In addition, the probability of catching an infectious disease or the like is always higher in winter. This susceptibility to infection and the associated illnesses in turn weaken your immune system, thus increasing the risk of your psoriasis worsening or a new attack altogether.

Psoriasis tips for the cold season

  • Avoid hot water – shower in warm (not hot!) water for a maximum of ten minutes a day.
  • Use a humidifier to counteract the heated, dry air in winter.
  • Make sure you wear warm but air-permeable clothing to avoid excessive sweating.
  • Moisturize your skin to protect it from drying out and itching, so pay close attention to your daily skincare routine.
  • Infectious diseases are a well-known trigger for new attacks of psoriasis. Strengthen your immune system as a precautionary measure, for example by eating a balanced diet rich in vitamins or by resting sufficiently with relaxation techniques.

Psoriasis in the warm season

Many patients find that sunlight has a positive effect on the course of their psoriasis. We do not want to deny that: Sunshine is good for you and makes you happy.

Our body releases hormones such as the happiness hormone, endorphin, onto our skin when exposed to the sun. The sun also boosts the body’s own production of vitamin D, which benefits our immune system.

At the same time, however, you should not forget that hot and humid weather and too much sunlight can also have the opposite effect. For example, the risk of sunburn, excessive sweating, and severe moisture loss increases when the outside temperature is hot and we aren’t drinking enough water.

All this can promote a new onslaught of psoriasis or greatly worsen the current skin condition.

Psoriasis tips for the warm season

  • Protect your skin from irritation and burns with sunscreen.
  • Light, light-colored clothing made of natural materials helps you to avoid excessive sweating.
  • Take in enough liquids to keep your skin well hydrated from the inside.
  • Avoid the aggressive rays of the sun and maximum temperatures at midday – choose the morning or afternoon (or even evening) for your outdoor activities.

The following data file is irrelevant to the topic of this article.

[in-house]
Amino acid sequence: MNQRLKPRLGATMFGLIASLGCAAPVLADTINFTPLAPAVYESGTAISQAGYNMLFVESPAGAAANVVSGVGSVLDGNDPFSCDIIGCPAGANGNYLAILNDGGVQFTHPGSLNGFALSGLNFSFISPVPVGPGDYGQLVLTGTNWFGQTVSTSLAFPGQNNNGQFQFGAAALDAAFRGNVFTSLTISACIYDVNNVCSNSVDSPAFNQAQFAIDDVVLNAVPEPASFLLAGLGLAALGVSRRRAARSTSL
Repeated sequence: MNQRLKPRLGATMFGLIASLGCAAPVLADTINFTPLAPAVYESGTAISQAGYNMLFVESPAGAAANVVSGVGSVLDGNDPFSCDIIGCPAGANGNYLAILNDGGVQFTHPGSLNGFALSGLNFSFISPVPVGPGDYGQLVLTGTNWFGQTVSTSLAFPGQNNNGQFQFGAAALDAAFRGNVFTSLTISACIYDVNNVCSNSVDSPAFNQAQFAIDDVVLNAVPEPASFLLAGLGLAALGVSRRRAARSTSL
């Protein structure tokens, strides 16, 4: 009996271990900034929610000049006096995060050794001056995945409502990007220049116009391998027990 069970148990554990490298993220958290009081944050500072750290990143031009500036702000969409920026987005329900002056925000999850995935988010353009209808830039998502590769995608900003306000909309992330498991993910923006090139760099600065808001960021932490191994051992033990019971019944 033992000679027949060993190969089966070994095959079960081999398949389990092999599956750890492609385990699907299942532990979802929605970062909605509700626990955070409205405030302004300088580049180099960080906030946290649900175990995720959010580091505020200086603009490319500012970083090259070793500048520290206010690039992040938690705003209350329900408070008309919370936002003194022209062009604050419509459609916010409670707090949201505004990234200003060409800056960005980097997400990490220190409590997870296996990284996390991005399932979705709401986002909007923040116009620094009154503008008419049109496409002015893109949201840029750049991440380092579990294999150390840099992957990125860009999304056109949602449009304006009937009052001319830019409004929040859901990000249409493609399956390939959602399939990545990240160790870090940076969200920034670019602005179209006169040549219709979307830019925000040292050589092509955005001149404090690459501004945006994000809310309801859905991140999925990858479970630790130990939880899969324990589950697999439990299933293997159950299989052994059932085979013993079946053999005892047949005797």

• Both the chlorinated water in swimming pools and the saltwater in the sea will irritate and dry out your skin, so don’t forget to shower after bathing.

Climatotherapy for psoriasis

What is the best medicine for your health? Every physician will probably agree with us when we say: exercise in nature, fresh air and a deliberately dosed portion of sunlight!

In climatotherapy, exactly these factors are used in combination with specific climatic stimuli to activate healing processes in the body and strengthen the immune system.

Climatotherapy is carried out by doctors in specialized therapy centers. The protective and stimulating factors of such a form of therapy include air quality, wind, temperature and UV rays.

Nowadays, physicians use this form of therapy to treat diseases of the respiratory tract and skin such as neurodermatitis, asthma and psoriasis (psoriasis vulgaris and psoriatic arthritis).

In the case of psoriasis, dermatologists particularly recommend regions with a lot of sunshine as well as salty and mineral-rich waters for climate therapy. For example, well-suited regions are:

  • The Dead Sea,
  • The North Sea and Baltic Sea or
  • High mountains.

The influence of weather in psoriasis arthritis

The weather often has a negative influence on rheumatic complaints – such as psoriatic arthritis. Patients often experience a worsening of their illness, especially in damp and cold weather.